I’m having trouble understanding how they’re different from the macro hygiene that Julia already does by default
Macros in Julia are only allowed to be defined in the global scope. What this means is that I am not allowed to build a function or macro which defines a macro:
julia> function make_greeting_macro(greeting)
return :( println(greeting, $name) )
ERROR: syntax: macro definition not allowed inside a local scope
Wanting to make macros or functions that make macros is a pretty rare use case but its not unimaginable.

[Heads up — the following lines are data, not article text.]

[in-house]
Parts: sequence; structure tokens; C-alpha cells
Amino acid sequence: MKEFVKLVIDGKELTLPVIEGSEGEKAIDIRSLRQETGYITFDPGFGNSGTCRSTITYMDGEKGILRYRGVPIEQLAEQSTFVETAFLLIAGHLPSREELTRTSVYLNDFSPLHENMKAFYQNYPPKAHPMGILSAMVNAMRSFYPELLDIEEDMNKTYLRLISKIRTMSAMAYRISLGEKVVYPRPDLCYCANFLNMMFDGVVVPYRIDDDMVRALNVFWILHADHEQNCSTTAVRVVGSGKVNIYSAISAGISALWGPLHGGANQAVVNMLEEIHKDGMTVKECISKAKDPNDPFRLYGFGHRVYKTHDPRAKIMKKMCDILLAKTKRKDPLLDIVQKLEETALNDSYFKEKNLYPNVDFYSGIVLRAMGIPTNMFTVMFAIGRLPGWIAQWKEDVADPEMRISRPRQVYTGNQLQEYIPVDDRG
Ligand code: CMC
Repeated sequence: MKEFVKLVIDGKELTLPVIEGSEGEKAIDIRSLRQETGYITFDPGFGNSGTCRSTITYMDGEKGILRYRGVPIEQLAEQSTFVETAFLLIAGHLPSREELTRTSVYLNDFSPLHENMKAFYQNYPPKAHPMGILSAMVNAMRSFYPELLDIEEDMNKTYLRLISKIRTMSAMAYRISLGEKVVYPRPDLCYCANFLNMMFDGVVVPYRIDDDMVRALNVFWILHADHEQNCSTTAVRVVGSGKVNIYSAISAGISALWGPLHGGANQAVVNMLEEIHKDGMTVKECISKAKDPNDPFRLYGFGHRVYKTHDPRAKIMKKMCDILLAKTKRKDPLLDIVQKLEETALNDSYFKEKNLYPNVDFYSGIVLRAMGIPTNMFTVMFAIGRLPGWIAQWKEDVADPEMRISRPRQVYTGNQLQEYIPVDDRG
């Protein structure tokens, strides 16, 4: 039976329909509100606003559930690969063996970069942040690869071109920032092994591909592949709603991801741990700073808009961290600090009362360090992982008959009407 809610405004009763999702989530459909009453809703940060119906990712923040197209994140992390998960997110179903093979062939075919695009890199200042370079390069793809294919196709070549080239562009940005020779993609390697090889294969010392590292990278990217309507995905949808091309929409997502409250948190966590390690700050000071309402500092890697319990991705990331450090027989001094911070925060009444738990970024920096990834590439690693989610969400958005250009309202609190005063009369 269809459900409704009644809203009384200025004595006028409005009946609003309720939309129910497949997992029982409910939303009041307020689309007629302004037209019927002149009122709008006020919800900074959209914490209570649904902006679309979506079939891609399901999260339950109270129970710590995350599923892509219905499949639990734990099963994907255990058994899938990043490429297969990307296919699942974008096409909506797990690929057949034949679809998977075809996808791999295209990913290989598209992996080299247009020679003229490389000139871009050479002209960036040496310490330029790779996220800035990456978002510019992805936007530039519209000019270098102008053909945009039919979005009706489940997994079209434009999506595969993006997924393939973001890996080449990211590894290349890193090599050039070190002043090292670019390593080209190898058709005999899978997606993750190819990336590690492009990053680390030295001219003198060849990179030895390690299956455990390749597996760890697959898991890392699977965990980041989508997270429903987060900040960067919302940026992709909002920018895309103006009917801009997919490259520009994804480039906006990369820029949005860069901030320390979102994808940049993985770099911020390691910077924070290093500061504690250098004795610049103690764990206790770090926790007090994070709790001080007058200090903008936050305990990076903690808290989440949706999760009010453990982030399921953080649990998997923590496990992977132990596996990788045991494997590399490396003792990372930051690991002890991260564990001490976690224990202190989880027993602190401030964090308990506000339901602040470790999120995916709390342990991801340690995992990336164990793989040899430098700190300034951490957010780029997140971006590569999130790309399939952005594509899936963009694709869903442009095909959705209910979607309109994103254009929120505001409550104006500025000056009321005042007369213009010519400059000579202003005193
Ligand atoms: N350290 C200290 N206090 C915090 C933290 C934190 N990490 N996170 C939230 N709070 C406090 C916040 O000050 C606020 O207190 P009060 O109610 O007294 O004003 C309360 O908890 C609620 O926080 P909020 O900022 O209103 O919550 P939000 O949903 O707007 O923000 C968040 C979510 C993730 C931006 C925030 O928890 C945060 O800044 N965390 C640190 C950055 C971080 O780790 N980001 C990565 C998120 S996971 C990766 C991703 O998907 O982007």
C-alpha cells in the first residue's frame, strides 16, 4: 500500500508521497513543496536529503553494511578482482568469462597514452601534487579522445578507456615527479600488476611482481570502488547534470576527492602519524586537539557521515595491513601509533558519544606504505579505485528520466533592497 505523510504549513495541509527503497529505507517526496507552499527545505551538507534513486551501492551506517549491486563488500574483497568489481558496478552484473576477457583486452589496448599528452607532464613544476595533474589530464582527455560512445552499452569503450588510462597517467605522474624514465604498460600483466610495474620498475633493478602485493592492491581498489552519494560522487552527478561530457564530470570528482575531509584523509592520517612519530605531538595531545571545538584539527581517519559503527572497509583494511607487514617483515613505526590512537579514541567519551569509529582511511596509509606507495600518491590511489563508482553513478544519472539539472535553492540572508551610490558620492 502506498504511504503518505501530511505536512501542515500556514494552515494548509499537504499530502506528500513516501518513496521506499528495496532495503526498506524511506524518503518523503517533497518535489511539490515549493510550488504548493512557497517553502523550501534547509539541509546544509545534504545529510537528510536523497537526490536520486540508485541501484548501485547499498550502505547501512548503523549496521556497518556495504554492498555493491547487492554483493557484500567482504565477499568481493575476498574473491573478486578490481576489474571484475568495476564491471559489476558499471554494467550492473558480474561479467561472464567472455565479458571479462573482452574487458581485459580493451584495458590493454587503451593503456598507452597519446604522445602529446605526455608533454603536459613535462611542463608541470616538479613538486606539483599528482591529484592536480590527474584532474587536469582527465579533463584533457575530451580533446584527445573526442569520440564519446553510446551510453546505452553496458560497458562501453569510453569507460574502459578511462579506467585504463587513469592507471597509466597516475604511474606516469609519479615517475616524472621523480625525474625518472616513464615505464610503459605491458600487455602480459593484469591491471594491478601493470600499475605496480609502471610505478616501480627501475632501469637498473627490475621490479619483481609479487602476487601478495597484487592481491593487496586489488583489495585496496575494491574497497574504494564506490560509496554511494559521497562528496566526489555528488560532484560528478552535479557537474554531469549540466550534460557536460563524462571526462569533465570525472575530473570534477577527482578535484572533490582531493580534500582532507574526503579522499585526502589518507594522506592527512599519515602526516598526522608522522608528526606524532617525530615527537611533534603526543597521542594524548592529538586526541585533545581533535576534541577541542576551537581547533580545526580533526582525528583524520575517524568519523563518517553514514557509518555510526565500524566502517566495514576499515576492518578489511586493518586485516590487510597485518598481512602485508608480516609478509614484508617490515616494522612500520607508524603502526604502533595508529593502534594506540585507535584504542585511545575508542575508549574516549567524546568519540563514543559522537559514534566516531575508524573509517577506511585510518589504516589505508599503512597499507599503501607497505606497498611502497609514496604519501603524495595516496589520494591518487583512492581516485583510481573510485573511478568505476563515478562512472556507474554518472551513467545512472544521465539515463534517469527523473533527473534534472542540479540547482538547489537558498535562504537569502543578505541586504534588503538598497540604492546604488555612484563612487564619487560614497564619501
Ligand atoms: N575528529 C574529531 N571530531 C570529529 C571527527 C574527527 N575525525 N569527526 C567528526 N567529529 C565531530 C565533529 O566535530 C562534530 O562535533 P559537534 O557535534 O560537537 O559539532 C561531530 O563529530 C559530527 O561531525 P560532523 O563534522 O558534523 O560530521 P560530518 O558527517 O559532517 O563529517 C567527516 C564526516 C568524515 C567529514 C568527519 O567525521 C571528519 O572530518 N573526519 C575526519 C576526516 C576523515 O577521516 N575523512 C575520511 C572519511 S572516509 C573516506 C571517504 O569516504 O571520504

Do you have a sense of what a lexically scoped macro could do that Julia macros can’t?
In the thread I linked to in my original post, the lisper who replied to me showed a neat macro he made which is passed a function and a list of symbols. The macro then returns the original list with the specified function applied only to the variables which were unbound.
I doubt such functionality is impossible to replicate in Julia but it certainly is impossible the way he did it. His macro works by defining a new macro in that local context which is passed an environment variable which contains information about the local scope and the variables which are defined there.
To be clear, I don’t really know how useful these lexical macros actually are but I’d like to understand why we don’t allow them and if there isn’t a good reason to allow them I think they should be allowed even if we can’t currently divine a super critical use for them right now.